A Crittercam unit attached to a 2.6 meter American alligator. Video recorded by the camera helps researchers understand the animal's behavioral patterns.
Credit: J.C. Nifong.doi:10.1371/journal.pone.0083953.g002
Chomp, chomp. An inconspicuous — albeit with a camera on its back — alligator slithers through a lake stalking and capturing nearby prey, then surfaces to crush and swallow it.
This gator is one of a group of camera-toting American alligators that are revealing some surprising insights about their foraging behaviors in two coastal regions in Florida, scientists report in a new study.
The resulting video footage revealed that the cryptic predators hunt most often at night, even though the probability of a successful catch is highest during the morning hours. [See Video of the Alligators Stalking Prey]
"We discovered that alligators forage at all times of the day, but increasingly during the night and evening hours, however they were most successful in the morning and while attacking prey below the surface," said the researchers, James Nifong from the University of Florida and colleagues, in a statement.
In the past, scientists have relied on stomach contents of alligators, direct observations of captured animals or indirect methods such as calculating metabolic needs of the animal to understand their preying behavior and the potential impact they have on their surrounding ecosystem.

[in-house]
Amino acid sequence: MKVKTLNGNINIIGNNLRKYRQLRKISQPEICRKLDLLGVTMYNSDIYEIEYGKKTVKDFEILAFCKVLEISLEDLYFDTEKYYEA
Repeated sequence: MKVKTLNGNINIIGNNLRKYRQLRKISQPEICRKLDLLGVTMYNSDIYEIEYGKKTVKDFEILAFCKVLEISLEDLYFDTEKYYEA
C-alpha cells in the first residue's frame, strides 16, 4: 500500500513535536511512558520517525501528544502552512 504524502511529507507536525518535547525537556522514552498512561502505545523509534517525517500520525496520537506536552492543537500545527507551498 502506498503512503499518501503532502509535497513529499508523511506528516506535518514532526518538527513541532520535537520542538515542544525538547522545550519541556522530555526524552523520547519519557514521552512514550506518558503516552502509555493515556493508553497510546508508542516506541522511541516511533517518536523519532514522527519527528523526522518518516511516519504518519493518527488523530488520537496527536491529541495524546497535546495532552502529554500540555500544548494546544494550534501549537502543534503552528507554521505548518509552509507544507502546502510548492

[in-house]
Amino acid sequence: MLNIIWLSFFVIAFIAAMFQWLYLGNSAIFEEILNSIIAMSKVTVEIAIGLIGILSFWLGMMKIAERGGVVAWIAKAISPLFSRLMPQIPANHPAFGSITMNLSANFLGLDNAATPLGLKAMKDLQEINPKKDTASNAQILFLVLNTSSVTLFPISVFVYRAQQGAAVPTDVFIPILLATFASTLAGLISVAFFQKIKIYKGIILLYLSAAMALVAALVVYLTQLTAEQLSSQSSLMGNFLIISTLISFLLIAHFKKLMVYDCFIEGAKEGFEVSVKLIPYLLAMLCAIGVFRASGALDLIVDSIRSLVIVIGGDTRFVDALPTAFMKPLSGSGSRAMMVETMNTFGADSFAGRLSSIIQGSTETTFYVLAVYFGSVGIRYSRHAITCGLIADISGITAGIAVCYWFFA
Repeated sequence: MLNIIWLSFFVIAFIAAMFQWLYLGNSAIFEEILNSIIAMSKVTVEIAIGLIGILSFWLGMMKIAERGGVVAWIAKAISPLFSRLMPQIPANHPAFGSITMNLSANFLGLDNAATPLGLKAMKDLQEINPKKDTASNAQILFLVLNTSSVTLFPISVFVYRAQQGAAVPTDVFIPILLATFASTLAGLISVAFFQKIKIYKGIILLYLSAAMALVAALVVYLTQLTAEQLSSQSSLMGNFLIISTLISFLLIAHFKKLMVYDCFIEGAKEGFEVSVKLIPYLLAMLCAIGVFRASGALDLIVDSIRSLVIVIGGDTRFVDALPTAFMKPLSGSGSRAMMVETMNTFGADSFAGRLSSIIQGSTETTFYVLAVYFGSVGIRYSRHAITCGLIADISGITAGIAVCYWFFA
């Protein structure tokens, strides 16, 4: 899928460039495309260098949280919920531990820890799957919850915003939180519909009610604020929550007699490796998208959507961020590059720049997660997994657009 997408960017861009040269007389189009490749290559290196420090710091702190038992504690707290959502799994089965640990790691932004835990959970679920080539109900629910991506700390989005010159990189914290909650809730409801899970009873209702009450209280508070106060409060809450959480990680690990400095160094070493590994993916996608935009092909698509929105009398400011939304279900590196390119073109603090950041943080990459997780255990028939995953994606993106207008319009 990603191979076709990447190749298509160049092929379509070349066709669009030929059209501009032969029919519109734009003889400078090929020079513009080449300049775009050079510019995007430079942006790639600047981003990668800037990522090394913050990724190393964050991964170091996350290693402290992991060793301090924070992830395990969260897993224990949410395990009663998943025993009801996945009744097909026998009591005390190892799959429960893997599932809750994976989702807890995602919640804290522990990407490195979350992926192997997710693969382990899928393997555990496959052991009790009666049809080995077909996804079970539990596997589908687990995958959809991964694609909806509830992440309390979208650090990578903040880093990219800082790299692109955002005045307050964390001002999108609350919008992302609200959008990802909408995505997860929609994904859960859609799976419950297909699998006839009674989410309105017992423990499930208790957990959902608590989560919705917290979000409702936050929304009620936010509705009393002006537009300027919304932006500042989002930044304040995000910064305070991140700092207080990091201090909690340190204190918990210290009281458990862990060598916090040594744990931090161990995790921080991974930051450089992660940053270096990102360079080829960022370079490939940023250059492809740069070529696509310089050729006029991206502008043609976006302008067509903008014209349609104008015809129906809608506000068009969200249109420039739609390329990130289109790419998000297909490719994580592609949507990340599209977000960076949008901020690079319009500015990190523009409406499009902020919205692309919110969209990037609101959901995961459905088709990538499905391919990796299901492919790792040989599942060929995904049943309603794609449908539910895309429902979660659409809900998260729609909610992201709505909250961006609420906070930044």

But these methods may not produce accurate predictions, or answer all questions regarding alligators' daily lives, the researchers said. That's why the researchers turned to the National Geographic Society's Crittercams, which have piggybacked on more than 60 species, including penguins and jumbo squids, to capture their daily activities.
In the new study, the researchers attached these cameras onto 15 adult alligators from Merritt Island National Wildlife Refuge and Guana River in coastal Florida. The alligators were detained for about 20 minutes while the cameras were being attached, and were then released to the wild.
The scientists then retrieved the video footage recorded over the following hours to determine how frequently the animals attempted to capture prey, and how successful they were in their hunts.
The results showed that the alligators were successful at hunting prey about 50 percent of the time; of the 59 prey attacks recorded on camera, 31 resulted in capturing the prey. The researchers also observed that the animals would try to attack a prey up to four times in an hour. During a "feeding frenzy," one alligator made 18 attacks in just one hour, the researchers said.
The researchers knew an alligator was attacking a prey when the animal made a head-strike or jaw-snap move. An attack was considered successful if it was followed by the animal's chewing and swallowing. The researchers estimated that on average, American alligators successfully consumed one prey, or group of small prey species, every four hours.
The footage also revealed that the animals were twice as successful at capturing prey when they were submerged, but they often came to the surface to eat the prey.
"If submerged at the time of prey capture, alligators often surfaced to immobilize, crush, reposition, and swallow captured prey," the researchers write in their study, which is detailed today (Jan. 15) in the journal PLOS ONE.